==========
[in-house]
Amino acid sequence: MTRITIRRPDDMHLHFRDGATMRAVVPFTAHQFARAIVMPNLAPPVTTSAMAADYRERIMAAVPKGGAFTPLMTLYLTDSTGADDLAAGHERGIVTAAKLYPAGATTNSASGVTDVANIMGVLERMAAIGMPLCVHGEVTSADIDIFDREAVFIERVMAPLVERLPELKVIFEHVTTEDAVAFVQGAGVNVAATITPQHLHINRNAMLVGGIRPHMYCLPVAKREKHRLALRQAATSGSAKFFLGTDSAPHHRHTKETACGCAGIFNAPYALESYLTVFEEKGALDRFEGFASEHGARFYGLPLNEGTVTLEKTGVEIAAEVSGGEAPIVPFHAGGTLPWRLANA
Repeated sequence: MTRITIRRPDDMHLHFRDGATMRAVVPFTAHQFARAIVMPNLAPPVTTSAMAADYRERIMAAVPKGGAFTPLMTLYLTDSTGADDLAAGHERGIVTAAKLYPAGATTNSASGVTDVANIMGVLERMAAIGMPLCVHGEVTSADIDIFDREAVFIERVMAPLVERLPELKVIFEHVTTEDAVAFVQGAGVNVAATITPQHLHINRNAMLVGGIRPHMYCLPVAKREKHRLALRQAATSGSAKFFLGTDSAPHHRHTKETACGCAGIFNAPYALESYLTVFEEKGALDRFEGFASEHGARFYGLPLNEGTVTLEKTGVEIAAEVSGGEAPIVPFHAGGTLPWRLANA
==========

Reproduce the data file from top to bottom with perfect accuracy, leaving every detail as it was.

[in-house]
Amino acid sequence: MTRITIRRPDDMHLHFRDGATMRAVVPFTAHQFARAIVMPNLAPPVTTSAMAADYRERIMAAVPKGGAFTPLMTLYLTDSTGADDLAAGHERGIVTAAKLYPAGATTNSASGVTDVANIMGVLERMAAIGMPLCVHGEVTSADIDIFDREAVFIERVMAPLVERLPELKVIFEHVTTEDAVAFVQGAGVNVAATITPQHLHINRNAMLVGGIRPHMYCLPVAKREKHRLALRQAATSGSAKFFLGTDSAPHHRHTKETACGCAGIFNAPYALESYLTVFEEKGALDRFEGFASEHGARFYGLPLNEGTVTLEKTGVEIAAEVSGGEAPIVPFHAGGTLPWRLANA
Repeated sequence: MTRITIRRPDDMHLHFRDGATMRAVVPFTAHQFARAIVMPNLAPPVTTSAMAADYRERIMAAVPKGGAFTPLMTLYLTDSTGADDLAAGHERGIVTAAKLYPAGATTNSASGVTDVANIMGVLERMAAIGMPLCVHGEVTSADIDIFDREAVFIERVMAPLVERLPELKVIFEHVTTEDAVAFVQGAGVNVAATITPQHLHINRNAMLVGGIRPHMYCLPVAKREKHRLALRQAATSGSAKFFLGTDSAPHHRHTKETACGCAGIFNAPYALESYLTVFEEKGALDRFEGFASEHGARFYGLPLNEGTVTLEKTGVEIAAEVSGGEAPIVPFHAGGTLPWRLANA